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bearing and moves with the coil to indicate the variations of current strength on a graduated scale with which the pointer registers. A steel hạir spring attached to the coil acts to restrain and control its movements and to return the pointer to zero when the current ceases to flow through the solenoid. The function of the magnetic field is to keep the solenoid steady, though as soon as an electric current passes through its equilibrium is upset and the degree of movement is proportional to the amount or pressure of the current passing through it. Many small instruments which are accurate and inexpensive have been devised for testing current strength.
For convenience the mechanism has been enclosed in standard watch movement cases in many instances.
The plunger type of indicator which is shown at C and D operates on the principle of attraction that a solenoid exerts upon materials susceptible to its influence. A curved plunger is used in that type usually intended for switch-board use. When a current is passed through the solenoid, the plunger is drawn into the interior of the coil, the amount of movement depending upon the current strength. This is indicated by a calibrated scale and
pointer. The small battery tester which is very simple in construction works on exactly the same principle, except that the vertical plunger which is drawn into the solenoid has the scale indicated
The solenoid is kept pressed out against a stop by spring pressure which is overcome as soon as the current passes through the winding. The plunger type is not reliable for very small readings and is readily affected by any magnetic field in the vicinity.
The instrument shown at E is a magnetic vane type. In this a vane of soft iron is supported eccentrically or off center and when a current passes through the surrounding coil the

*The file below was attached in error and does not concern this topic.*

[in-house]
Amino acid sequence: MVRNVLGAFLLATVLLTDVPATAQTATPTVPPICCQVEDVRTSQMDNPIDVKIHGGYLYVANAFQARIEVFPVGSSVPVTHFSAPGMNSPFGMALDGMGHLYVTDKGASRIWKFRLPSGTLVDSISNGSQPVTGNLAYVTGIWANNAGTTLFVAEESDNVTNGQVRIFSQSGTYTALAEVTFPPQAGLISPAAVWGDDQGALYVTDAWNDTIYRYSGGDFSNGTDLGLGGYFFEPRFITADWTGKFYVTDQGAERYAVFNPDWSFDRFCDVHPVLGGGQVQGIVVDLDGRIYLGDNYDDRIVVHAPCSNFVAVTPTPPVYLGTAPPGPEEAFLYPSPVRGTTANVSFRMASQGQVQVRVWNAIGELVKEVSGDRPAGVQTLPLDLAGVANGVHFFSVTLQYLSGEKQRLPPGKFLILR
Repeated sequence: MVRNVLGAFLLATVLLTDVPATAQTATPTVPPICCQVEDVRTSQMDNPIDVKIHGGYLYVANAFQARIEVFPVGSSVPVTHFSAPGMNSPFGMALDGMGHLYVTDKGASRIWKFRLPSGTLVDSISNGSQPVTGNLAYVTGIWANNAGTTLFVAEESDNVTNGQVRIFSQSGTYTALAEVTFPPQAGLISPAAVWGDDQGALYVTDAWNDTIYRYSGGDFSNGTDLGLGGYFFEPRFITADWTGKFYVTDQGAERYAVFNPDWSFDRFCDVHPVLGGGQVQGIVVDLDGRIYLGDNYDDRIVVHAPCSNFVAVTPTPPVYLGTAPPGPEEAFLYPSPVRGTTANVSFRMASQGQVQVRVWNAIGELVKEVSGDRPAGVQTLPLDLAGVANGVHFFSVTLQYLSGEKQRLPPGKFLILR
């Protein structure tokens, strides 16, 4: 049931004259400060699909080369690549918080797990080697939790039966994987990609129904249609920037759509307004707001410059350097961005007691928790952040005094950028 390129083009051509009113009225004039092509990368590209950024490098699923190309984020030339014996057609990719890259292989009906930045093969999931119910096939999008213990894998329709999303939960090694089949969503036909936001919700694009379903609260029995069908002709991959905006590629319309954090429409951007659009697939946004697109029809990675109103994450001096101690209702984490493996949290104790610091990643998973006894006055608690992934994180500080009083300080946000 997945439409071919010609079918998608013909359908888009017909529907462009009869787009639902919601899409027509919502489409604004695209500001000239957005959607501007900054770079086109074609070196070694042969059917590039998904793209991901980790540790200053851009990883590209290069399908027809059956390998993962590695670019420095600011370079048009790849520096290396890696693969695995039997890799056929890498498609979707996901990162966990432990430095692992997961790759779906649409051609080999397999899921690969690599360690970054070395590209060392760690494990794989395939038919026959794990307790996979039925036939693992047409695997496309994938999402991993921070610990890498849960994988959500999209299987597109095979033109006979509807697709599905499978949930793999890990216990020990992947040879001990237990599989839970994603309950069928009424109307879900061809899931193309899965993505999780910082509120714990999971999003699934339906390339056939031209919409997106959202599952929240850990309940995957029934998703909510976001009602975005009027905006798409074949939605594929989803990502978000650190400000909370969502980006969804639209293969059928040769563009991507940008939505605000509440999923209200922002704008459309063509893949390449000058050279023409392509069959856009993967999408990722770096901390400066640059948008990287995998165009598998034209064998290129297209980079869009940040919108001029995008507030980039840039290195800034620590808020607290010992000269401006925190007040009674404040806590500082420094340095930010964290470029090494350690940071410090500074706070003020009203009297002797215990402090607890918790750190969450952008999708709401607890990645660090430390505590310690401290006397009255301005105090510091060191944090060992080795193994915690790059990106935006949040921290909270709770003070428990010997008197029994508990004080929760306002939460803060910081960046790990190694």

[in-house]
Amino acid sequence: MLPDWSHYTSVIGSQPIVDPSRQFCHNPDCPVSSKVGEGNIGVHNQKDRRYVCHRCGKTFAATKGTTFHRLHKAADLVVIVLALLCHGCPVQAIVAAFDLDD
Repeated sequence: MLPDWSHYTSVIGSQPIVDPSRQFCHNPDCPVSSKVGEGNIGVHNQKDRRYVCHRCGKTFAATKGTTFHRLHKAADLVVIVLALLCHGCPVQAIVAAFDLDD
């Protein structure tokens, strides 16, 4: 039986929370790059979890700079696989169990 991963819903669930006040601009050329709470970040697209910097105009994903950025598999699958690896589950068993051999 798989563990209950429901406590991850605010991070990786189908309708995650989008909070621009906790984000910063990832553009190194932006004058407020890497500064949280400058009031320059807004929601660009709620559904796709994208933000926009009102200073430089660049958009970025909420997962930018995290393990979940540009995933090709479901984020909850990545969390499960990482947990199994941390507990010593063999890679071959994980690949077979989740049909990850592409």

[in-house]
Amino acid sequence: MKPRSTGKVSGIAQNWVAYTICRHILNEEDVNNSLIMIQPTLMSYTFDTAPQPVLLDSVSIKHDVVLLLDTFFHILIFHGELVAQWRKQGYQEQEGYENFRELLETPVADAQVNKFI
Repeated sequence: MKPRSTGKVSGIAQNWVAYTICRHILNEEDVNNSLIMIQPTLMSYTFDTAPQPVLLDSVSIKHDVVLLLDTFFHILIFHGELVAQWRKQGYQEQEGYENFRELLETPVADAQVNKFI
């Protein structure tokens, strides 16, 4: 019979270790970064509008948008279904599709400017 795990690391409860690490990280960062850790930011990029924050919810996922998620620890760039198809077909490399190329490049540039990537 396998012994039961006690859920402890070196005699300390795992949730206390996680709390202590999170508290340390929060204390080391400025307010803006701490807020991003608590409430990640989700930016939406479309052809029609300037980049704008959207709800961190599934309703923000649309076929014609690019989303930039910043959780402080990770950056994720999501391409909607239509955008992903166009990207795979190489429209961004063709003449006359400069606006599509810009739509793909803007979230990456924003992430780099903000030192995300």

AMPERES vane is attracted toward
D the position where it will conduct the greatest number of lines of force,
GRAY & DAVIS this movement actuates the pointer attached to the vane support and a hair spring is used as in other instruments to return the pointer to zero when the current flow ceases and also to steady Fig. 23.—Typical Dash Type Amperemeter the action of the instru
Used with Modern Lighting System. ment.
The small amperemeters are used only for testing dry cells, as the scale reads only to 30 amperes. This form of instrument is also used as an indicator to show the rate of charge of a storage battery by the generator or current consumption of the lamps of the lighting system. The ordinary form of ammeter should never be used for testing storage cells and a voltmeter is necessary for this purpose. Sometimes an amperemeter is so constructed with an internal resistance that can be put in series with the solenoid coil that it will read voltage on another scale. An instrument that
will indicate 30 amperes and register up to eight volts has a range that is ample for all practical purposes. Some very low reading ammeters were formerly sold extensively as coil current consumption indicators, but with the passing of the vibrator coil ignition system they are no longer used to any extent.